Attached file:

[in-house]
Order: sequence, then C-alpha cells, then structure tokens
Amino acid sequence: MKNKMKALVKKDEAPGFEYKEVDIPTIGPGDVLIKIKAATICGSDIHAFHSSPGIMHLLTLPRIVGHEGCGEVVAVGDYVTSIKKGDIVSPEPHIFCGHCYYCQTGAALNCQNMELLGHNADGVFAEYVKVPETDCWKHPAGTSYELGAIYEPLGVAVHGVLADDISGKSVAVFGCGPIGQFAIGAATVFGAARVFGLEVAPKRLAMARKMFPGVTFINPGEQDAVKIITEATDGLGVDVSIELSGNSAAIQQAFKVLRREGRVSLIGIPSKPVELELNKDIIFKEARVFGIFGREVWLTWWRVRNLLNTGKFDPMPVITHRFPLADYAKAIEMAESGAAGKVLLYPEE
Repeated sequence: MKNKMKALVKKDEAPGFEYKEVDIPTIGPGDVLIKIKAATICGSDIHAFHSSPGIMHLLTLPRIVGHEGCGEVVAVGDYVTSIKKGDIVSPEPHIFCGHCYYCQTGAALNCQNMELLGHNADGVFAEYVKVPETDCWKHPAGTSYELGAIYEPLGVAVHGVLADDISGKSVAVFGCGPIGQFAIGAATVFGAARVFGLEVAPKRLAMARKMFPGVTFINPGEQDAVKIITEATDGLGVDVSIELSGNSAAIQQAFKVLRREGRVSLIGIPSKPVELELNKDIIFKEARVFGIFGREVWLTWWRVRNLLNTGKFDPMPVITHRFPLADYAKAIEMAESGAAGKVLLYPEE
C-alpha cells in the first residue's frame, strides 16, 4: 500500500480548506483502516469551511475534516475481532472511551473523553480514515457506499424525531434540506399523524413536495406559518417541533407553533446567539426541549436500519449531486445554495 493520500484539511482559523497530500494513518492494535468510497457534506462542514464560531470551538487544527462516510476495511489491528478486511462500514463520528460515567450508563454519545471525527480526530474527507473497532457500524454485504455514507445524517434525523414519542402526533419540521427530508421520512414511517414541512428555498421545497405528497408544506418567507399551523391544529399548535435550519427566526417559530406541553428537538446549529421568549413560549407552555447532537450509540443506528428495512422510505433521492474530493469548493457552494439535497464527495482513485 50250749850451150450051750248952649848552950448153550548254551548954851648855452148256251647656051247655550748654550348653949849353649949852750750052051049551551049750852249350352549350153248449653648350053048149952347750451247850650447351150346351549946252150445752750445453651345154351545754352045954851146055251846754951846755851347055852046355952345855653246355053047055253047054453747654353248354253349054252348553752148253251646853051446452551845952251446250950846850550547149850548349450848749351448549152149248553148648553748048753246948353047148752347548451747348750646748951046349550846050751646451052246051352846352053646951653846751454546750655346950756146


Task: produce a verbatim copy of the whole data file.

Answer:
[in-house]
Order: sequence, then C-alpha cells, then structure tokens
Amino acid sequence: MKNKMKALVKKDEAPGFEYKEVDIPTIGPGDVLIKIKAATICGSDIHAFHSSPGIMHLLTLPRIVGHEGCGEVVAVGDYVTSIKKGDIVSPEPHIFCGHCYYCQTGAALNCQNMELLGHNADGVFAEYVKVPETDCWKHPAGTSYELGAIYEPLGVAVHGVLADDISGKSVAVFGCGPIGQFAIGAATVFGAARVFGLEVAPKRLAMARKMFPGVTFINPGEQDAVKIITEATDGLGVDVSIELSGNSAAIQQAFKVLRREGRVSLIGIPSKPVELELNKDIIFKEARVFGIFGREVWLTWWRVRNLLNTGKFDPMPVITHRFPLADYAKAIEMAESGAAGKVLLYPEE
Repeated sequence: MKNKMKALVKKDEAPGFEYKEVDIPTIGPGDVLIKIKAATICGSDIHAFHSSPGIMHLLTLPRIVGHEGCGEVVAVGDYVTSIKKGDIVSPEPHIFCGHCYYCQTGAALNCQNMELLGHNADGVFAEYVKVPETDCWKHPAGTSYELGAIYEPLGVAVHGVLADDISGKSVAVFGCGPIGQFAIGAATVFGAARVFGLEVAPKRLAMARKMFPGVTFINPGEQDAVKIITEATDGLGVDVSIELSGNSAAIQQAFKVLRREGRVSLIGIPSKPVELELNKDIIFKEARVFGIFGREVWLTWWRVRNLLNTGKFDPMPVITHRFPLADYAKAIEMAESGAAGKVLLYPEE
C-alpha cells in the first residue's frame, strides 16, 4: 500500500480548506483502516469551511475534516475481532472511551473523553480514515457506499424525531434540506399523524413536495406559518417541533407553533446567539426541549436500519449531486445554495 493520500484539511482559523497530500494513518492494535468510497457534506462542514464560531470551538487544527462516510476495511489491528478486511462500514463520528460515567450508563454519545471525527480526530474527507473497532457500524454485504455514507445524517434525523414519542402526533419540521427530508421520512414511517414541512428555498421545497405528497408544506418567507399551523391544529399548535435550519427566526417559530406541553428537538446549529421568549413560549407552555447532537450509540443506528428495512422510505433521492474530493469548493457552494439535497464527495482513485 50250749850451150450051750248952649848552950448153550548254551548954851648855452148256251647656051247655550748654550348653949849353649949852750750052051049551551049750852249350352549350153248449653648350053048149952347750451247850650447351150346351549946252150445752750445453651345154351545754352045954851146055251846754951846755851347055852046355952345855653246355053047055253047054453747654353248354253349054252348553752148253251646853051446452551845952251446250950846850550547149850548349450848749351448549152149248553148648553748048753246948353047148752347548451747348750646748951046349550846050751646451052246051352846352053646951653846751454546750655346950756146